To Save and Project
For both cinephiles and sentimentalists alike, the Museum of Modern Art’s annual international festival “To Save and Project” is an indispensable cinema event that celebrates the continued efforts and triumphs of the MoMA’s film preservation initiative. Now in its 13th year, the festival, running November 4th through the 25th, presents a packed slate of around 75 newly preserved and restored films, many of which will be seen for the first time in New York City since the film’s initial theatrical release.
Constituting a sizable portion of this year’s lineup, “The Unknown Orson Welles” perhaps offers the most highly anticipated moments of the festival. Introduced by Munich Filmmuseum director Stefan Droessler, the program features an illustrated lecture of Welles’s Shakespeare adaptations, complete with ephemera and a reconstruction of Welles’s unfinished television special of THE MERCHANT OF VENICE, along with his proposal for KING LEAR; scenes from THE OTHER SIDE OF THE WIND; and a new version of JOURNEY INTO FEAR, which includes footage previously only seen by European audiences.
While the festival may center on lost Welles material, for many, its heart lies in the programming surrounding the indomitable force of cinema genius, Chantal Akerman. In remembrance of the late filmmaker, cinematographer Babette Mangolte and Cinémathèque Royale de Belgique director Nicola Mazzanti will introduce a digital restoration of Akerman’s masterpiece, JEANNE DIELMAN, 23, QUAI DU COMMERCE, 1080 BUXELLES. Additionally will present JE TU IL ELLE and SAUTE MA VILLE, which Mazzanti, in addition to JEANNE DIELMAN, worked closely with Akerman to restore.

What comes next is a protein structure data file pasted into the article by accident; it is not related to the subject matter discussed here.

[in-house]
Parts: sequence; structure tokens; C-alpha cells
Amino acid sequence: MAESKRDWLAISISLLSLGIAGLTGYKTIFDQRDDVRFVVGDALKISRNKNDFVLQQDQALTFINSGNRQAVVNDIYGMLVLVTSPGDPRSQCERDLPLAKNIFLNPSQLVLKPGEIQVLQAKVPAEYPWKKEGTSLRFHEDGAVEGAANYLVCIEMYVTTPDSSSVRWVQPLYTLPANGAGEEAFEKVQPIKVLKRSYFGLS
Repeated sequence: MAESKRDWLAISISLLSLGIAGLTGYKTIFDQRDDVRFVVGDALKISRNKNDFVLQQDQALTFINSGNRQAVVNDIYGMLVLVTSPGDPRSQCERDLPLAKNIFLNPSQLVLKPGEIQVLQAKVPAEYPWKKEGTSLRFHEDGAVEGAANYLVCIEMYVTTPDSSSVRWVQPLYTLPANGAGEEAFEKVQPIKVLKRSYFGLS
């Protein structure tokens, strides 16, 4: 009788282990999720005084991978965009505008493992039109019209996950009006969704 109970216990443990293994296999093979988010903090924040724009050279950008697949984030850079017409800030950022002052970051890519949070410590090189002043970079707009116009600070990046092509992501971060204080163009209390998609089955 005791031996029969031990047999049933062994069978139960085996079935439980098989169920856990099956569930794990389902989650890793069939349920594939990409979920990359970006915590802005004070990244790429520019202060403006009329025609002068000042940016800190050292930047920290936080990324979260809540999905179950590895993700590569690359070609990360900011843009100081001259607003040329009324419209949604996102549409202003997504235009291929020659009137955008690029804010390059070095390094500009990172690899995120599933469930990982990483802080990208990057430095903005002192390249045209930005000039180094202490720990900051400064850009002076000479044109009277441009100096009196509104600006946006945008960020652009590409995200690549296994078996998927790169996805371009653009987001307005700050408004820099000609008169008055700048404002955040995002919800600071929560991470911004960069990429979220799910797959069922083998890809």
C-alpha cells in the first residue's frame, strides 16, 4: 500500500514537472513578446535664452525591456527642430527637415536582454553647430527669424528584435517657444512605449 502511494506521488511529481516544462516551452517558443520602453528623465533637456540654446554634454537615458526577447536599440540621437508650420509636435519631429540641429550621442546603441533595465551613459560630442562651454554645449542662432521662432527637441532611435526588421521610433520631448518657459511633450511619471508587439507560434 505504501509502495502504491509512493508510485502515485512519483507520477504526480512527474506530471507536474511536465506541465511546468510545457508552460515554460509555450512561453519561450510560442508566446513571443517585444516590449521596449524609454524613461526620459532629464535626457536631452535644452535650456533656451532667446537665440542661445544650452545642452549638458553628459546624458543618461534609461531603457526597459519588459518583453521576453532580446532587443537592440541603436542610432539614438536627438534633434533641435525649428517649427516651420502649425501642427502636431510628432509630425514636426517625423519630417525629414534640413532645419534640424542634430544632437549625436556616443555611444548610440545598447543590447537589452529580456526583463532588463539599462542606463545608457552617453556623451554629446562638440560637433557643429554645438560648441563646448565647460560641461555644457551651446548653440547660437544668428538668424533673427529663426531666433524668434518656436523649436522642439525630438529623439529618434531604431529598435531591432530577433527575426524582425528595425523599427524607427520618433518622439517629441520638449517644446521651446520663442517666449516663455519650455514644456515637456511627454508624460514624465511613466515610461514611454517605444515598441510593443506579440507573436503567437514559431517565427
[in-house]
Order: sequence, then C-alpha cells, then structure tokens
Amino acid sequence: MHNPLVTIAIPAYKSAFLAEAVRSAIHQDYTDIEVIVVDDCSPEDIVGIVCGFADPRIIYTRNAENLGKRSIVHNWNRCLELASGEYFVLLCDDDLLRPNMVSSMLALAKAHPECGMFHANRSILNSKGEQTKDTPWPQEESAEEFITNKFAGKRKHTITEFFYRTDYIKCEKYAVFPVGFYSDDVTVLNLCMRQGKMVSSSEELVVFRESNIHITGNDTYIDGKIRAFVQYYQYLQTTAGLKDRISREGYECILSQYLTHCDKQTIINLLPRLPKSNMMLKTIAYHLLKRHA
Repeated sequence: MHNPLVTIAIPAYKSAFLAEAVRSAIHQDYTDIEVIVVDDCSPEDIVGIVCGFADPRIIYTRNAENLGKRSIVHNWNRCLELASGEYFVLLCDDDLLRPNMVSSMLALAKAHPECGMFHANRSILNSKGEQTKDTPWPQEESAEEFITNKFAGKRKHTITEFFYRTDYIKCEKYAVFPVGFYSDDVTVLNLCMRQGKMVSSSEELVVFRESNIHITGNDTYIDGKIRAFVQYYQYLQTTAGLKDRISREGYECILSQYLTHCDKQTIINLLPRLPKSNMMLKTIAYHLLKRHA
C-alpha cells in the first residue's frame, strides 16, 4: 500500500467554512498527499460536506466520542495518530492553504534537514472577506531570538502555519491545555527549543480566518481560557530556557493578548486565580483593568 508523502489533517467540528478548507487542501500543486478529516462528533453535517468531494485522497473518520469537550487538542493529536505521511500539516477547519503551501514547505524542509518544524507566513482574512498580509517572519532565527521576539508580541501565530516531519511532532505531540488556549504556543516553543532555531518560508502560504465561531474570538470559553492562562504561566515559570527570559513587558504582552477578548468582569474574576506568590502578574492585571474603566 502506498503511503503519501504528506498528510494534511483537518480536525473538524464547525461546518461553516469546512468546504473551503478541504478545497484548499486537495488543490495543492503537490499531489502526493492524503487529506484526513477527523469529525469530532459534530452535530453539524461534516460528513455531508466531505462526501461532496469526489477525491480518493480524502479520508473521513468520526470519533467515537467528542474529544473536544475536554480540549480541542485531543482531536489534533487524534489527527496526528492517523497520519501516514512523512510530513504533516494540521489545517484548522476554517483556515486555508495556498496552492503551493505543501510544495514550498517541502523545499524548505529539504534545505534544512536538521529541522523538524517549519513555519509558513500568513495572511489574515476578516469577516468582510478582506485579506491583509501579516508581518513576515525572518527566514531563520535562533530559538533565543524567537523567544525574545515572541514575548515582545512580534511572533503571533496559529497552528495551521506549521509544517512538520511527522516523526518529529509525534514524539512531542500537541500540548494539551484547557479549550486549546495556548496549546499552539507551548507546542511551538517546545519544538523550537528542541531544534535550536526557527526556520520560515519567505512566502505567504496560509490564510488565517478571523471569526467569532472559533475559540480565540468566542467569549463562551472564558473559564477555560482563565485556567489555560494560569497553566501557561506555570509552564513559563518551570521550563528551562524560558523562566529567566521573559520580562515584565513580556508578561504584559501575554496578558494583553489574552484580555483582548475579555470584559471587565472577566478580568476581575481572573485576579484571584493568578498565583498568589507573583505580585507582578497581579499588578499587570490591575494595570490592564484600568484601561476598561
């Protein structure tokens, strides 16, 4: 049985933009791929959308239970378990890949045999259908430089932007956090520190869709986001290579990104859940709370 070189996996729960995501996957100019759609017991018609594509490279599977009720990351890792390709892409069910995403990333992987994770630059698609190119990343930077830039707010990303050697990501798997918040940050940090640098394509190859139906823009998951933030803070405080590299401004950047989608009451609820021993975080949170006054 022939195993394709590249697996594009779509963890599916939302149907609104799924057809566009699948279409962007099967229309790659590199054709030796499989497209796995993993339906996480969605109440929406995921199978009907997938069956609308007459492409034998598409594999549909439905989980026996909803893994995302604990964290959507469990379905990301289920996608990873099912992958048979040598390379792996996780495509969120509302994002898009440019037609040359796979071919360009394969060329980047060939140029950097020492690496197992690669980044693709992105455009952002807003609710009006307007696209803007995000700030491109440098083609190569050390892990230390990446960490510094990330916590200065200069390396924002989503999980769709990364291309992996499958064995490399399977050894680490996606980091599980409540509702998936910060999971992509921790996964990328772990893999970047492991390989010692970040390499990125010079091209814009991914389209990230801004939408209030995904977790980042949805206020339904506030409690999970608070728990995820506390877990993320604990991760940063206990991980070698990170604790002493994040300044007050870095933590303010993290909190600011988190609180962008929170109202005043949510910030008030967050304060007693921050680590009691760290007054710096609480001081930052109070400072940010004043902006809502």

If taking up temporary residency in the MoMA’s The Roy and Niuta Titus Theaters is not an option for you, here are my top three films to check out this week:
Photo: Profondo rosso (Deep Red). 1975. Italy. Directed by Dario Argento. Courtesy CSC–Cineteca Nazionale / RTI-Mediaset
SHAMPOO (1975), USA
Directed by Hal Ashby, with screenplay by Robert Towne and Warren Beatty.
Friday, November 6, 8:30 PM
With the unruly 1968 presidential election that ultimately brought Nixon into office as a backdrop, this post-Watergate social satire stars Warren Beatty as a restless Beverly Hills hairdresser who has an uncontrollable sexual hunger for his clientele. Presented as a 40th anniversary restoration, with introduction by Grover Crisp, Executive Vice President of Asset Management, Film Restoration and Digital Mastering, Sony Pictures Entertainment.
PROFONDO ROSSO (DEEP RED) [original Italian release version] (1975), Italy
Directed by Dario Argento, with screenplay by Argento and Bernardino Zapponi.
Sunday, November 8, 5:00 PM
Following his trilogy of Italian gialloi films, THE BIRD WITH THE CRYSTAL PLUMAGE, THE CAT O’NINE TAILS, and FOUR FLIES ON GRAY VELVET, Italian director Dario Argento’s PROFONDO ROSSO (DEEP RED) further solidified Argento as a master of physiological horror. Argento’s jarring and highly stylized cinematography work to hypnotize the audience as the story follows David Hemmings through a series of murders that unfold while he attempts to solve what he believes to be the murder of his psychic neighbor. Restored digitally by the CSC-Cineteca Nazionale with the collaboration of RTI-Mediaset.